Thursday, November 5, 2009

Tom Buechner's Friday Night Class: 2nd and 3rd Sessions

Second Session

The Different Levels of Expertise are categorized as follows:
  • Novice - has minimal exposure to the field.
  • Apprentice - has completed a period of study beyond introductory level and is usually working in a domain under supervision.
  • Journeyman - can perform routine work unsupervised.
  • Expert - is highly regarded by peers; whose judgements are uncommonly accurate and reliable; whose performance shows both skill and economy of effort; and who can deal with unusual or tough cases.
  • Master - Can teach others; a member of an elite group of experts whose judgements set regulations, standards or ideals.
I guess in this table I'd fall somewhere between Apprentice and Journeyman. It's a long road with a lot of work involved. That's why I find this Friday Night Portrait Group so valuable. Tom Buechner is a Master, and it will be interesting to line up all nine portraits in June and see where I've gone and how I got there.

I like the effort above. It was taken after my second session when I was ostensibly trying to work with a very limited palette getting darks and lights down while simultaneously going for a likeness.  Before each break I took a photograph and the model's expression changed subtly in each photo. She is barely a teen and at first she had a "deer-in-the-headlights' expression with wide eyes and a cautious tilt to her head. As she became more comfortable with people staring at her, the expression became more confident, at times cocky, without her even being aware of the change. I liked the initial expression as it showed an openess and vulnerability.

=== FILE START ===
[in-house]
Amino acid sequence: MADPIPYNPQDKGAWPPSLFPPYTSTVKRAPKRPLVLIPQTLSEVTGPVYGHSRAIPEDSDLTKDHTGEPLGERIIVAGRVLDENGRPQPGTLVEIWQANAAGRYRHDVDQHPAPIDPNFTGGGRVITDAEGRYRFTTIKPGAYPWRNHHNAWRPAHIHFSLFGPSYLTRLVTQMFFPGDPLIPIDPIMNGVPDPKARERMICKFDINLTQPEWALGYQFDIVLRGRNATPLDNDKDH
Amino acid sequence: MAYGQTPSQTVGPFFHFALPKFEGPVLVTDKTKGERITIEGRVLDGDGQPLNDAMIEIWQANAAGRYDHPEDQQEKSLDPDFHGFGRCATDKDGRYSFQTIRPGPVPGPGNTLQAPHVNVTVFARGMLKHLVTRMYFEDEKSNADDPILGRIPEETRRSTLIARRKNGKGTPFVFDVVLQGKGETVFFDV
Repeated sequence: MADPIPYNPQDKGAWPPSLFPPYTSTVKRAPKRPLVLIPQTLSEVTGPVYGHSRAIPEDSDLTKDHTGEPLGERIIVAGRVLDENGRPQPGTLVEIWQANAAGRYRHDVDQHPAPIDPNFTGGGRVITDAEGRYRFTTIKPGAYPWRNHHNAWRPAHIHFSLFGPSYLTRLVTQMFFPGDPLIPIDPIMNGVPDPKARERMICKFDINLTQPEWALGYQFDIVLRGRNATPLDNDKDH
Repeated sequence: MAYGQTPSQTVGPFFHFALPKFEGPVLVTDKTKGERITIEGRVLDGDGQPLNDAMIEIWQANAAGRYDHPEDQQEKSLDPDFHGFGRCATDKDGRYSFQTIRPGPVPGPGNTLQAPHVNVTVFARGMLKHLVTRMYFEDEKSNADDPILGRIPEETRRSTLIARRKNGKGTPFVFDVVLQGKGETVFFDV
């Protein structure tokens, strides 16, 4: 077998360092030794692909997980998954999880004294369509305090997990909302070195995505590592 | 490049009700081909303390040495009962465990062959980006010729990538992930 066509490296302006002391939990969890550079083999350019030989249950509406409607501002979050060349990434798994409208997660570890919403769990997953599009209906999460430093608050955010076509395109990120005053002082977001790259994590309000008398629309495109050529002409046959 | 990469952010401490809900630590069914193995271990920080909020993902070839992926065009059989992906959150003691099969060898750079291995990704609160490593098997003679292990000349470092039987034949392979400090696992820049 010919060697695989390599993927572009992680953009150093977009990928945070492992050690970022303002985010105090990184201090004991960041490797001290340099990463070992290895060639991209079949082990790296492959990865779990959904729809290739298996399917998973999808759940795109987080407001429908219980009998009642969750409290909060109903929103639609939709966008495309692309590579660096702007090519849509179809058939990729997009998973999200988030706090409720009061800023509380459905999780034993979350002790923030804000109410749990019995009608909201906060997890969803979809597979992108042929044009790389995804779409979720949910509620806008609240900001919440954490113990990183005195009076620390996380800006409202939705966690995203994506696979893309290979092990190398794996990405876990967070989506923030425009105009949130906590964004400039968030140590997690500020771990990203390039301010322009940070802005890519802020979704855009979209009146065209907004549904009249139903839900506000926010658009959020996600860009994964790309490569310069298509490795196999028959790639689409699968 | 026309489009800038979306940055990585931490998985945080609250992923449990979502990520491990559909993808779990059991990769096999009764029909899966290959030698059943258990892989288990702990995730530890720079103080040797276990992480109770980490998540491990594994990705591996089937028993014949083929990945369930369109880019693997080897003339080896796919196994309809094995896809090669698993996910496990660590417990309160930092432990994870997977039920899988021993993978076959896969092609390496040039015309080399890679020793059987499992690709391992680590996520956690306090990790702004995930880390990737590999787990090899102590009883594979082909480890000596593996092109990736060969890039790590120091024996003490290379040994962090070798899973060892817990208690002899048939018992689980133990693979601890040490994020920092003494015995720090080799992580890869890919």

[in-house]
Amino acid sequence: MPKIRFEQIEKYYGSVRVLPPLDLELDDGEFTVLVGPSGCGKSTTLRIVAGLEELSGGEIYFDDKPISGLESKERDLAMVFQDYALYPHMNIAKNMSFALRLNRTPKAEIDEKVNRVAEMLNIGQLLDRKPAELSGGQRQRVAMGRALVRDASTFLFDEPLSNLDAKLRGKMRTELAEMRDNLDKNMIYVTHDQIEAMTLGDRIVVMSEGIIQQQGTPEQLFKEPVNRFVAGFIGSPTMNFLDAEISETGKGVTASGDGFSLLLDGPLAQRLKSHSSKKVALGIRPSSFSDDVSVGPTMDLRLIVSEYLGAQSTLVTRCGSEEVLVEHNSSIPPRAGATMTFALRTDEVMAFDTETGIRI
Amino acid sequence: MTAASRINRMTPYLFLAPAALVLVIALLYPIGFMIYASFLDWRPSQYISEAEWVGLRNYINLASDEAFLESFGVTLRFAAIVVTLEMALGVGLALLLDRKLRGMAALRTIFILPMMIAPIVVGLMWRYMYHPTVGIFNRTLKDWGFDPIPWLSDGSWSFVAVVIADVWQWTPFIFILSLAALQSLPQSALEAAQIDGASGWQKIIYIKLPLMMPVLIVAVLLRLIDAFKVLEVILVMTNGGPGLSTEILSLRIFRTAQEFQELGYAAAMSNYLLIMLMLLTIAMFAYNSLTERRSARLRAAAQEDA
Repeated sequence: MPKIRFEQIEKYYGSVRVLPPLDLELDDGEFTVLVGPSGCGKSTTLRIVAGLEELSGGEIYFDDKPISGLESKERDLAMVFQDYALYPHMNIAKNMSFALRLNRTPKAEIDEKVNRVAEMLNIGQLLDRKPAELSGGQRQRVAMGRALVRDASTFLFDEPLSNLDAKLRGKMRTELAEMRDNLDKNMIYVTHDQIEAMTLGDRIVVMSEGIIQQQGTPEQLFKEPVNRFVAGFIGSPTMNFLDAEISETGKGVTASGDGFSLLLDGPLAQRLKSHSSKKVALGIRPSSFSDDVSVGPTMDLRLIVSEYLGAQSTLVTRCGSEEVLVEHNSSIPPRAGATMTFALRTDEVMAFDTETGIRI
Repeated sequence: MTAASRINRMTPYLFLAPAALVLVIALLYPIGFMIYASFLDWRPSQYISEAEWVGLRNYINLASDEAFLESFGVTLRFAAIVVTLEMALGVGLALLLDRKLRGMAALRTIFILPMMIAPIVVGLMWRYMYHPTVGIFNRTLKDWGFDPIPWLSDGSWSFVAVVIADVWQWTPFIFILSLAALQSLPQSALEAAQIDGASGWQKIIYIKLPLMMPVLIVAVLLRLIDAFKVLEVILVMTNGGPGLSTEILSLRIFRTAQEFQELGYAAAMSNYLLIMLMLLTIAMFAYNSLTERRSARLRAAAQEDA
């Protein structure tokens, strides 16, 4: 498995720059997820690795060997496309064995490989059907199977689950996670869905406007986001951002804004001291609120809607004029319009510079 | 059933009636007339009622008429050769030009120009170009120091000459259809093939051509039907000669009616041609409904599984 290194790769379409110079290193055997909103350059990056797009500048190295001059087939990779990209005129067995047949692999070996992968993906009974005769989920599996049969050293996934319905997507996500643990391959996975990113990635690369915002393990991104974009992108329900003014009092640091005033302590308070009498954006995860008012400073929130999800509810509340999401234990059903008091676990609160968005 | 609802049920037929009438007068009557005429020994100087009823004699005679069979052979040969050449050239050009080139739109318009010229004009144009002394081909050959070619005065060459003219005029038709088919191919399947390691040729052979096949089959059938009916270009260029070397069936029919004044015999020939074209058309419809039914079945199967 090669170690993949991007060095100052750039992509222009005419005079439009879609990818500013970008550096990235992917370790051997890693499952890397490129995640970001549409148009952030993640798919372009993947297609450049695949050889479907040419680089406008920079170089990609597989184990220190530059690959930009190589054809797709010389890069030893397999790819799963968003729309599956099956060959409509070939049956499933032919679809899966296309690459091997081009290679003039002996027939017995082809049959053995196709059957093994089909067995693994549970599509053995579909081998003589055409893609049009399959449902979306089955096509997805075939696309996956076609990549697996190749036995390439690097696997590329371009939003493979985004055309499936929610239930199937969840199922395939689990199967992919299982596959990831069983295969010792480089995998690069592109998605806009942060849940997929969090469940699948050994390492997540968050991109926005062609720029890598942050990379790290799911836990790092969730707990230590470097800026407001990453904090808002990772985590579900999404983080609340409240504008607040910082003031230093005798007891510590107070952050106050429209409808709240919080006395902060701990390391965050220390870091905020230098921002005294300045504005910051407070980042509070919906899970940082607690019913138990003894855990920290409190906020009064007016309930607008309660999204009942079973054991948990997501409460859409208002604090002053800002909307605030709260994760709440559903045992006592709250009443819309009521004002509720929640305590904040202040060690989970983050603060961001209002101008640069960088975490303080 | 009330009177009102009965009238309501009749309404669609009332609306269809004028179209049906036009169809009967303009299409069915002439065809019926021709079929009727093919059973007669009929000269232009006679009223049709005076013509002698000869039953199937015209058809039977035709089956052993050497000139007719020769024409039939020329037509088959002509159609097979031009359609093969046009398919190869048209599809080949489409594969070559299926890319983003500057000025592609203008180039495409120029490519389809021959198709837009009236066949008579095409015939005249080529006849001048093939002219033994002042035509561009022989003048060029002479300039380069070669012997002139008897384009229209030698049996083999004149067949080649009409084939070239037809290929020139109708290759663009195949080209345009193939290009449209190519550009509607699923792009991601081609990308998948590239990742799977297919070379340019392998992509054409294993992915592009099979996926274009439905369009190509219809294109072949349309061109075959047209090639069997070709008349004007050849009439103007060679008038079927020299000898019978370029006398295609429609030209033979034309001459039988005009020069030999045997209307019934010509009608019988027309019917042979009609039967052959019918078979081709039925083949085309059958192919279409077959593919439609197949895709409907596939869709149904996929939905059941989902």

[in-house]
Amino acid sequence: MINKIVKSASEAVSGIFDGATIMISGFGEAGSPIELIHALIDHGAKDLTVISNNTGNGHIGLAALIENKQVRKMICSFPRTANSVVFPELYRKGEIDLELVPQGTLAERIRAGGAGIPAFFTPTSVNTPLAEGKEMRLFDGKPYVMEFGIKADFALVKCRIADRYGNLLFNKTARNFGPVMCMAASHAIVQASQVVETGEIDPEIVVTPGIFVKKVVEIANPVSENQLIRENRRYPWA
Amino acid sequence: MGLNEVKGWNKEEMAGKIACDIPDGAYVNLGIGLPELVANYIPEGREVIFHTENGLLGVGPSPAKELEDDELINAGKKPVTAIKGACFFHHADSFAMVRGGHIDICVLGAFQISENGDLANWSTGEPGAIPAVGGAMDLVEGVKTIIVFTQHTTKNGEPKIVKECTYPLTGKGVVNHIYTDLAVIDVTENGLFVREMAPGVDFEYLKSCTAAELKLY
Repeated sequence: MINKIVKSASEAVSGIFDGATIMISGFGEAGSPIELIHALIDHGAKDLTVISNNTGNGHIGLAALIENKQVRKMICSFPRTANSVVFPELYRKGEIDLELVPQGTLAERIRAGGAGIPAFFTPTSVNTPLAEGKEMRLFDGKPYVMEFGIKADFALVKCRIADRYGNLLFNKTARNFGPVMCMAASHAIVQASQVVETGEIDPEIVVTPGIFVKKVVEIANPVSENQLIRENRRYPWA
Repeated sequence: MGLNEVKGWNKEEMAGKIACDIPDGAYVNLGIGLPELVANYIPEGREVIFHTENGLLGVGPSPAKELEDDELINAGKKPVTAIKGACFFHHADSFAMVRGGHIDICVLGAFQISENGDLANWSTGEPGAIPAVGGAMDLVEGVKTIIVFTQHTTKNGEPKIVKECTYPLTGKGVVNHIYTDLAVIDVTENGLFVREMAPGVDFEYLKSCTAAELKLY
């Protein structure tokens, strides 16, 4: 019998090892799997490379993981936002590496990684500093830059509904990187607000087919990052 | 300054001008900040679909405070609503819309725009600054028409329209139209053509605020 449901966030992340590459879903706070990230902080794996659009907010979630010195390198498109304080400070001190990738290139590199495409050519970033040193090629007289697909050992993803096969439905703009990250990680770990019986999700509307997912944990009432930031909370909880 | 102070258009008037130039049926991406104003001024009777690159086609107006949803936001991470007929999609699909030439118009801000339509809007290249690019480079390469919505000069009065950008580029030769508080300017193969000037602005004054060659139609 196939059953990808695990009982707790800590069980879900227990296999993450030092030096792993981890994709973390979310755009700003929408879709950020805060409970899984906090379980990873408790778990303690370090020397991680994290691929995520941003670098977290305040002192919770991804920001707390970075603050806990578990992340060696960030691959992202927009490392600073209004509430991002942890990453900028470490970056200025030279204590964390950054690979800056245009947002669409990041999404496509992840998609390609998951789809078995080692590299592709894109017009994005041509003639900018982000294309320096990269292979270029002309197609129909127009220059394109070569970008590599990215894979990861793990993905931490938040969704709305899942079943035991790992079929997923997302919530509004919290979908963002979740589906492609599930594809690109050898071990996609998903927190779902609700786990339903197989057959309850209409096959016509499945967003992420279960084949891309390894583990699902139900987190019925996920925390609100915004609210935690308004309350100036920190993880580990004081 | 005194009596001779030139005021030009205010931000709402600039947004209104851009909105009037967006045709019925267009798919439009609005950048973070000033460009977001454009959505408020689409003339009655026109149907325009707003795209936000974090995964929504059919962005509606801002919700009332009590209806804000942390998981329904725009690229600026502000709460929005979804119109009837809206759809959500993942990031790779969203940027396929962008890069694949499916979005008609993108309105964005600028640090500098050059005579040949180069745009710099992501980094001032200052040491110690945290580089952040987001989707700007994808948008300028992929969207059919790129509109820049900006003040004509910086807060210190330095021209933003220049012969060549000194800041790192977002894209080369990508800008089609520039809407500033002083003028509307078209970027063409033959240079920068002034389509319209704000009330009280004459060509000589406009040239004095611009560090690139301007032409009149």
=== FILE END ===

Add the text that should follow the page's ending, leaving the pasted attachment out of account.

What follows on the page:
Most of my time spent on this portrait was attempting to capture this expression and get a likeness. Others in the class had different goals and Tom is the first one to admit a likeness is not the sole goal of the sessions. The critique was held at the beginning of my third session (their fifth).

It was my first critique with this group and I wanted to be on time, but I also had to instuct my kids in how to carve pumpkins. They wanted to start them that night and I wouldn't be there. Still I thought I'd made it to the door of the studio on time. My heart sank when I saw everyone already seated with their paintings in front.  uh-oh. Everybody said Tom was punctual; I knew that going in. So I apologized to him and the group, explaining I thought the start time was 7:30. Tom looked at his watch and said, "It's 7;32 Jeff." Darn.

My portrait was up last, obviously, and we all have to say something positive about our own effort. Well that was hard, so I mumbled something about liking the fleshtones. When your painting is suddenly thrust into an objective space in front of you, it's difficult not to see the flaws. There were many. In striving to get the expression I'd gone for way too much detail, particulary in the eyes, and the eyes were too dark. The temp of the shadows was off. Edges were too hard. Etc, etc. Note to self: I've noticed that when you're working on a painting and the reading glasses come out you get waaaaay too close to the painting and forget to step back.

After the critique the model takes the stand for a final bow and we're allowed one last shot. That's the effort below. I'm not going back to this from photos because, like I said I want to line them all up in June. I'm not happy with the result (I liked the one above better), but it is what it is.

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About Me

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Elmira, New York, United States
In many ways I think like a photographer. The image itself is becoming more and more important to me; the actual application of paint less and less. Blasphemy in some painterly circles. I choose to paint figures and portraits because I consider them the most difficult subject.